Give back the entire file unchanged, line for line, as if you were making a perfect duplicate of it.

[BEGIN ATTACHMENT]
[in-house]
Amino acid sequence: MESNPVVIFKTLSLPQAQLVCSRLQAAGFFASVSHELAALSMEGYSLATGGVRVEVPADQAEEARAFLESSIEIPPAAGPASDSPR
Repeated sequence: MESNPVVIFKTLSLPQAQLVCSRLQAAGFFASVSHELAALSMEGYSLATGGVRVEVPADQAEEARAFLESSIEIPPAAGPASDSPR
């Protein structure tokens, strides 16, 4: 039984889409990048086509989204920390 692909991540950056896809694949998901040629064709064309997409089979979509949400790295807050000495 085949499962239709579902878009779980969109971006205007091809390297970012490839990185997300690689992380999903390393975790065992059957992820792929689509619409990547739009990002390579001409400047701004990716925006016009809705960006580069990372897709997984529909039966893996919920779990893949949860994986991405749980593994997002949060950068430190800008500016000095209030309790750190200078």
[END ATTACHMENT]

[in-house]
Amino acid sequence: MESNPVVIFKTLSLPQAQLVCSRLQAAGFFASVSHELAALSMEGYSLATGGVRVEVPADQAEEARAFLESSIEIPPAAGPASDSPR
Repeated sequence: MESNPVVIFKTLSLPQAQLVCSRLQAAGFFASVSHELAALSMEGYSLATGGVRVEVPADQAEEARAFLESSIEIPPAAGPASDSPR
């Protein structure tokens, strides 16, 4: 039984889409990048086509989204920390 692909991540950056896809694949998901040629064709064309997409089979979509949400790295807050000495 085949499962239709579902878009779980969109971006205007091809390297970012490839990185997300690689992380999903390393975790065992059957992820792929689509619409990547739009990002390579001409400047701004990716925006016009809705960006580069990372897709997984529909039966893996919920779990893949949860994986991405749980593994997002949060950068430190800008500016000095209030309790750190200078």